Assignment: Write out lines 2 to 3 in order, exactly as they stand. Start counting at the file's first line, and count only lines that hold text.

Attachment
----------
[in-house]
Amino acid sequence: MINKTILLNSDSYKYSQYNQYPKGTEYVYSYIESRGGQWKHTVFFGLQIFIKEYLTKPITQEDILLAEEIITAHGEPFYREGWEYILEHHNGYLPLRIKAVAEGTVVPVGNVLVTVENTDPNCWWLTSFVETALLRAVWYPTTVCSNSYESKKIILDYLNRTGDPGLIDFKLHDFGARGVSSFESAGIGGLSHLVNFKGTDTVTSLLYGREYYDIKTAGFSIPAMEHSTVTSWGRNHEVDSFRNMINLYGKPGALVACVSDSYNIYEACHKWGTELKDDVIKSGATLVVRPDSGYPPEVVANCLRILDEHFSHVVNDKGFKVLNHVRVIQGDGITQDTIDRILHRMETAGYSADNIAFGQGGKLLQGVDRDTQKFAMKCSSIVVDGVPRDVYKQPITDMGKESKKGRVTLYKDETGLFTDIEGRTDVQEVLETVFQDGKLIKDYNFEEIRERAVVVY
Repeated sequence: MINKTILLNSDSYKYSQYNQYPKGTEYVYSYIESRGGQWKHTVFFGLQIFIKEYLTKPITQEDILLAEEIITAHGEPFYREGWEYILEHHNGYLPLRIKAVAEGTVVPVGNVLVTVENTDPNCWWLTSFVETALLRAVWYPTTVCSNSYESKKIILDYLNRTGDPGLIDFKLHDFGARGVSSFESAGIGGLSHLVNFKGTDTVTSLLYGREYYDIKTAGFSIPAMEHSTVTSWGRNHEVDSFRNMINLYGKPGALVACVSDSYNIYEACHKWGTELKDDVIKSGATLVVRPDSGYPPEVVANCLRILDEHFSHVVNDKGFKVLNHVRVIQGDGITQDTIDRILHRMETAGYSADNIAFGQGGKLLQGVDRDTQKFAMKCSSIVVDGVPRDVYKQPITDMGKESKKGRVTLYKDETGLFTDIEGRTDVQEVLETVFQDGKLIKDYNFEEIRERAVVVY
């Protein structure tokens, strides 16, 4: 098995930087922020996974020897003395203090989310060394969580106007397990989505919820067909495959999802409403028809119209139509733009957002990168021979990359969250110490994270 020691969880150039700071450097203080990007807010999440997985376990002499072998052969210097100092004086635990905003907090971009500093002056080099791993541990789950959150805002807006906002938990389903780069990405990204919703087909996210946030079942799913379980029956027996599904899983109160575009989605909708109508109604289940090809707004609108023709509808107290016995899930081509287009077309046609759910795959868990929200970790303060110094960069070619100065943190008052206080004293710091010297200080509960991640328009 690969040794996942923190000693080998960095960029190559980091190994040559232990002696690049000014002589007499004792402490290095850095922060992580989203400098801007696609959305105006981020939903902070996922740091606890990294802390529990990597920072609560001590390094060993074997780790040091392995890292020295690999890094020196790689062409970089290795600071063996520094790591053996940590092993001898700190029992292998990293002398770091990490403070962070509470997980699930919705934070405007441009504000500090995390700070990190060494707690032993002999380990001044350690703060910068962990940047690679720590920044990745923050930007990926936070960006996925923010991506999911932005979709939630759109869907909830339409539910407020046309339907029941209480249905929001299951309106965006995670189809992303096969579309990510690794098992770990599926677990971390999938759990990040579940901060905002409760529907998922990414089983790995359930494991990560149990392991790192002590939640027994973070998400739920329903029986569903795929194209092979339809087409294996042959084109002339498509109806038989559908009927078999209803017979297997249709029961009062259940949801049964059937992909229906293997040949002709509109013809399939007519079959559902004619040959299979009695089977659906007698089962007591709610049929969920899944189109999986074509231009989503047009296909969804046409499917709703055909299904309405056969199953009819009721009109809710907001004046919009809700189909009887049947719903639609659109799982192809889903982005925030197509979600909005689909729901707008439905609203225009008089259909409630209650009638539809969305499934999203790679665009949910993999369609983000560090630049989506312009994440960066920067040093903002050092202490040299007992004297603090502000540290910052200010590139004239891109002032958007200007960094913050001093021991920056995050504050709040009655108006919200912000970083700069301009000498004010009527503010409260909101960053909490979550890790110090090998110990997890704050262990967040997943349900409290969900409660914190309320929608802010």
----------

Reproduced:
Amino acid sequence: MINKTILLNSDSYKYSQYNQYPKGTEYVYSYIESRGGQWKHTVFFGLQIFIKEYLTKPITQEDILLAEEIITAHGEPFYREGWEYILEHHNGYLPLRIKAVAEGTVVPVGNVLVTVENTDPNCWWLTSFVETALLRAVWYPTTVCSNSYESKKIILDYLNRTGDPGLIDFKLHDFGARGVSSFESAGIGGLSHLVNFKGTDTVTSLLYGREYYDIKTAGFSIPAMEHSTVTSWGRNHEVDSFRNMINLYGKPGALVACVSDSYNIYEACHKWGTELKDDVIKSGATLVVRPDSGYPPEVVANCLRILDEHFSHVVNDKGFKVLNHVRVIQGDGITQDTIDRILHRMETAGYSADNIAFGQGGKLLQGVDRDTQKFAMKCSSIVVDGVPRDVYKQPITDMGKESKKGRVTLYKDETGLFTDIEGRTDVQEVLETVFQDGKLIKDYNFEEIRERAVVVY
Repeated sequence: MINKTILLNSDSYKYSQYNQYPKGTEYVYSYIESRGGQWKHTVFFGLQIFIKEYLTKPITQEDILLAEEIITAHGEPFYREGWEYILEHHNGYLPLRIKAVAEGTVVPVGNVLVTVENTDPNCWWLTSFVETALLRAVWYPTTVCSNSYESKKIILDYLNRTGDPGLIDFKLHDFGARGVSSFESAGIGGLSHLVNFKGTDTVTSLLYGREYYDIKTAGFSIPAMEHSTVTSWGRNHEVDSFRNMINLYGKPGALVACVSDSYNIYEACHKWGTELKDDVIKSGATLVVRPDSGYPPEVVANCLRILDEHFSHVVNDKGFKVLNHVRVIQGDGITQDTIDRILHRMETAGYSADNIAFGQGGKLLQGVDRDTQKFAMKCSSIVVDGVPRDVYKQPITDMGKESKKGRVTLYKDETGLFTDIEGRTDVQEVLETVFQDGKLIKDYNFEEIRERAVVVY